21 – 24 January 2020 | KUAKATA – UCLG ASPAC and its partners at both local and international levels convened a coordination meeting to take stock of the progress jointly achieved under the “Municipalities Network Policy Advocacy on Sanitation in South Asia.” By 2019, more than half of the Bangladesh’s total 329 municipalities and the Nepal’s total 293 municipalities have benefited from the project, through their orientation on the Faecal Sludge Management (FSM) value chain and its legal aspects. The work has been conducted by UCLG ASPAC in collaboration with Municipal Association of Bangladesh (MAB) and Municipal Association of Nepal (MuAN) and technical partner the Stichting Nederlandse Vrijwilligers or SNV (“Foundation of Netherlands Volunteers”) in Bangladesh and the Environment and Public Health Organisation (ENPHO) in Nepal.
During the meeting, the participants took stock that 156 municipalities had been oriented on the matters in Bangladesh. The number will likely increase as the Institutional Regulatory Framework (IRF) on FSM has already been adopted and distributed to all municipalities. The IRF was developed upon a National Action Plan of the Local Government Division of Bangladesh and serves as a legal basis to address FSM. MAB was also one of the members of the IRF Development Committee and has contributed to develop the National Action Plan.
“Faecal sludge management is now the focus of most municipalities in Bangladesh. The demand for FSM is increasing and we are currently orienting about the IRF to our regional committees,” said Dewan Kamal Ahmed, President of MAB and Mayor of Nilphamari Municipality during the Coordination Meeting in Kuakata, Bangladesh from 21-24 January 2020. While UCLG ASPAC’s project is being piloted in five municipalities in Bangladesh (Bera, Jhenaidah, Lalmonirhat, Natore and Shariatpur), its impact is would be far reaching to all 329 municipalities.
Shahidul Islam, Governance Advisor – WASH, Urban Sanitation Program of SNV, discussed about the importance of the IRF as it enables municipalities to understand their legal obligation to address FSM, and consequently take it into their consideration on sanitation work plan and budget. “This would stimulate municipalities to focus their attention beyond open-defecation free (ODF) and drain issues, which is still currently the case,” he added.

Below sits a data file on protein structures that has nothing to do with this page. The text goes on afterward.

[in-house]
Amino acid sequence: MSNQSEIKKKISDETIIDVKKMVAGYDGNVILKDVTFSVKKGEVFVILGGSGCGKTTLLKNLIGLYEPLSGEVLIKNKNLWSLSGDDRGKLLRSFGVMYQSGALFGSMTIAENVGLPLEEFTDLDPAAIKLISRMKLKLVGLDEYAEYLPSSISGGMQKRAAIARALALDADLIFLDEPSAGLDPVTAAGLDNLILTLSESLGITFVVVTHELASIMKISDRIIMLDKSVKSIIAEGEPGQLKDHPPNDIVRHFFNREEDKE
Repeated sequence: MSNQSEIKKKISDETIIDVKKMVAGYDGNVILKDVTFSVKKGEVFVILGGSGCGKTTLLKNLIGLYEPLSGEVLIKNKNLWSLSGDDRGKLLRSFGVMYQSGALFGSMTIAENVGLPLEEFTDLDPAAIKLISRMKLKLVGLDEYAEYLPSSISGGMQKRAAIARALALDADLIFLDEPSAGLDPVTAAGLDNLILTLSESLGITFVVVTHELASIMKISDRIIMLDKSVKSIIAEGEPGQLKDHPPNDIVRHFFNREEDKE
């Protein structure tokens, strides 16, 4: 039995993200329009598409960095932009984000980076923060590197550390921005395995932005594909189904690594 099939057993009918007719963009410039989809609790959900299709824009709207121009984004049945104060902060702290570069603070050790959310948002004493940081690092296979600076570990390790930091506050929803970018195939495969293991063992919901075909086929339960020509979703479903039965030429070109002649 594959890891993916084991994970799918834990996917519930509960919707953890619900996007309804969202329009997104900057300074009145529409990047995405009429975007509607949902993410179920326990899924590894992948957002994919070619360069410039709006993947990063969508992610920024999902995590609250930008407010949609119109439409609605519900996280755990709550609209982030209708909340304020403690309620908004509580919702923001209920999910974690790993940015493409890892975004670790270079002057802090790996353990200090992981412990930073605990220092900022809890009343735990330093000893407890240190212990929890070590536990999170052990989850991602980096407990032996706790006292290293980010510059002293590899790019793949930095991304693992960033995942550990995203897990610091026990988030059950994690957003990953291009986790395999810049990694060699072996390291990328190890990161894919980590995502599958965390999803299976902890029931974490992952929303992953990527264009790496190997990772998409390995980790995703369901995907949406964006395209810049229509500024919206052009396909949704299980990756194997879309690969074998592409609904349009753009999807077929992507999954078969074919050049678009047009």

MAB leaders have expressed their commitment for inclusive and total sanitation in the Khulna Declaration during the City-Wide Inclusive Sanitation Workshop organised by SNV at Khulna, Bangladesh in April 2019. Inspired by this initiative, the Municipality Association of Nepal (MuAN) has come up with a Kathmandu Declaration during the Mayors Forum on Urban Sanitation (National FSM Workshop) that took place at Kathmandu, Nepal in 18-19 December 2019. The 9-point Kathmandu Declaration, among others, ensures collaboration between federal, provincial and local governments to develop policies for sustainable FSM, under the framework of urban sanitation. It also helps mobilise concerned stakeholders to utilise information communication technology (ICT) and the media in Nepal to raise awareness on this matter.
“In the past, we had to run after Mayors in Nepal trying to explain that we need to work on FSM. Now, the Mayors themselves are approaching us to work together on FSM. The impact of the project is quite astonishing,” said Bipin Dangol, Executive Director of ENPHO during the Project Coordination Meeting. The pilot municipalities in Nepal include Lahan, Dhulikhel, Lamahi, Waling, and Bheemdatt Municipalities.